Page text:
He said there was a limit to how much the State could insulate the country and economy.

Wholesale price rises

The cut in the State tax take will last until the end of August and amounts to 20c on a litre of petrol, 15c on diesel and 2c on marked gas oil – or “green diesel” used by farmers – although there is no reduction on home heating oil.

Mr Donohoe said it was a one-third change in the level of excise duty on motor fuels and was “very significant” – however, he admitted prices would probably increase further.

Fuel suppliers have warned that cuts in excise duty are likely to make little difference, with repeated wholesale price rises.

Des Kee, who operates the Robert Kee & Sons Ltd forecourt in Laghey, Donegal, says they haven’t yet been able to drop the price fully as per the government announcement, as the government will not rebate fuel already delivered.

“We received deliveries with the old duty paid yesterday,” he said on Thursday March 10.

“However on the flip side we did not increase the price on that delivery, so we are taking a hit.

“We will not be able to reduce the price until possibly Sunday and then probably the wholesale price will have risen again.”

No difference

Another supplier said: “The cut in excise duty is not going to make any difference at all because tomorrow morning, we will have another wholesaler price rise. The price has already gone up by the time we are alerted. We don’t have the option to even get delivery in; it’s too late,” he said.

“As it is, we are making a loss selling our diesel at €2.09. People think it is us who are putting up the price. It’s ­nothing to do with us. We are the first port of call for angry customers, and we are actually at the mercy of forces outside our control.”

John Donaghy, from Donaghy’s Filling Station in Muff, Co Donegal, said he expects more drivers from Northern Ireland to cross the border for fuel.

“The cut in fuel excise duty will lead to a bigger price differe

On the northern side of the border, Garry Jennings, of Jennings Fuels and Lubricants in Fermanagh border village Kesh, said people won’t buy fuel locally unless the system is radically overhauled.

“It’s 21% cheaper in the south as it is, so if they cut duty by 20% that’ll make it around 40% cheaper,” he said.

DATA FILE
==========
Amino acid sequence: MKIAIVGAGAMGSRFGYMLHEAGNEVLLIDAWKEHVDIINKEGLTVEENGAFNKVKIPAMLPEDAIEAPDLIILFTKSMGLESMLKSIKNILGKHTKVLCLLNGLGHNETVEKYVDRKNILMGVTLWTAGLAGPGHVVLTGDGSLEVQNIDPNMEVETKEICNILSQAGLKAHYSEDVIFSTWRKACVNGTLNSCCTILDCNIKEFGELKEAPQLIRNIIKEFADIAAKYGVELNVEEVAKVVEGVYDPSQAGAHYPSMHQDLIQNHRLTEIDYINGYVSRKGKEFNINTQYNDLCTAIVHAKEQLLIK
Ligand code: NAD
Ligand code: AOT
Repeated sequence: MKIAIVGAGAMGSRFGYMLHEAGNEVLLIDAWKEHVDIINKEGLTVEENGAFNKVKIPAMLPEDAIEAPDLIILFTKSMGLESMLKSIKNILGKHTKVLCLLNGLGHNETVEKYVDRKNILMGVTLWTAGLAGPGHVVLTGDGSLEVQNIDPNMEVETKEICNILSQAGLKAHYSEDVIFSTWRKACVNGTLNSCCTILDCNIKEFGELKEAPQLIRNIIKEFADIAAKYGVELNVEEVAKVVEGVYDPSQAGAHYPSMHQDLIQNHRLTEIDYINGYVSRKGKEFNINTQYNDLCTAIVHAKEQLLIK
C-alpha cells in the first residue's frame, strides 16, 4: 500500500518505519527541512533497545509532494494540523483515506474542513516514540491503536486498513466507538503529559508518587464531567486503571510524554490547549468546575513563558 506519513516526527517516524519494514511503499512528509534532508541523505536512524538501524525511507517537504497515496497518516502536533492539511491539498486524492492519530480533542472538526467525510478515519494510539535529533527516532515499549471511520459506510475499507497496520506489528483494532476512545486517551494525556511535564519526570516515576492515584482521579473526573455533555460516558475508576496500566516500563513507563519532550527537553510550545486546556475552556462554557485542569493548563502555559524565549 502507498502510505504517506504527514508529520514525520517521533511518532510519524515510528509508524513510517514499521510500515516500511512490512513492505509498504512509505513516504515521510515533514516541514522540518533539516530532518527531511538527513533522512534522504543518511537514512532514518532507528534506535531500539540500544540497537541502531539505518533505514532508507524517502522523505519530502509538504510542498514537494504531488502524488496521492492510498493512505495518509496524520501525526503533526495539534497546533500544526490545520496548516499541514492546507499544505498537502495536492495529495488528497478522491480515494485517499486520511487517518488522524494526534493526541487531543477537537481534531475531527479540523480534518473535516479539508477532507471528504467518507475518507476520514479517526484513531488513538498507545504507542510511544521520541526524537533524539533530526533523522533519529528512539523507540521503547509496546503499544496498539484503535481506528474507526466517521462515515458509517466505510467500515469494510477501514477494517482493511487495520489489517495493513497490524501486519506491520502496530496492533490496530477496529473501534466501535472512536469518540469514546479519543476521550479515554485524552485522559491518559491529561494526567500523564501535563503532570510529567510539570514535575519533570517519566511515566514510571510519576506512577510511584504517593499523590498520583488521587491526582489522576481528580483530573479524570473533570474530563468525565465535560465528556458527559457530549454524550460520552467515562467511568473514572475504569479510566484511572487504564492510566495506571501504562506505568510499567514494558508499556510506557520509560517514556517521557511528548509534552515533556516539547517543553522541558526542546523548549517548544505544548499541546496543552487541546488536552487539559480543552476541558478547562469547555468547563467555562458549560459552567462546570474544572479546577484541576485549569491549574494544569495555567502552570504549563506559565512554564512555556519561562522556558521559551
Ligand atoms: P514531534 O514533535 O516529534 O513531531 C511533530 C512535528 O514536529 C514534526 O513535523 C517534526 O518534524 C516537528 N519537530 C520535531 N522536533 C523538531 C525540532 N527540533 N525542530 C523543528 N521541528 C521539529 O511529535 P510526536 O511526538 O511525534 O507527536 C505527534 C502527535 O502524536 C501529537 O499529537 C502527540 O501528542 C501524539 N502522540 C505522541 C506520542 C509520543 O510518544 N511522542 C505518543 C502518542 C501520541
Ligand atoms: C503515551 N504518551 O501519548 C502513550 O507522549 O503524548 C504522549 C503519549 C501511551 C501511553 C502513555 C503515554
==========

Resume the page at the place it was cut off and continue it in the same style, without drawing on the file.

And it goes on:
“The UK government needs to consider the revenue it’s going to lose. There will be no revenue coming from people in Northern Ireland filling their lorries and cars in southern Ireland.

“We’re in a crisis. People can’t afford it. The Treasury needs to do something about that now. It’s going to be too late in a couple of months when lorry men, the haulage industry and buses are all parked. In rural Fermanagh, we depend on the road.”

Loss of revenue

Mr Jennings said the government needs to consider the revenue they’re going to lose by not reducing VAT and duty.

“It’s a no brainer. If they don’t reduce the duty and the taxes, everybody will go to southern Ireland and they’ll get nothing.”

Kevin McPartlan, chief executive of the Fuels For Ireland group that represents fuel suppliers, agreed that motorists wouldn’t see a sudden drop in prices despite the overnight reduction.

“The Government is reducing the excise duty, but it’s not collected from consumers; it’s collected from suppliers, and that’s been paid for already for the fuel that’s under the forecourts at present,” he said.

Mr McPartlan said if the Government wanted savings to be passed to consumers straight away, it should give a rebate on the excise duty that has already been paid on fuel in tanks at filling stations.

“In all but the most extreme circumstances, people will see the impact of the excise cut in three or four days because of the average delivery cycle,” he said.

“So a place that got a delivery yesterday will have another delivery in three or four days, and that will be at the lower rate of excise duty.”

Mr McPartlan added that if wholesale prices increased faster than the duty decrease, then actual pump prices would not drop.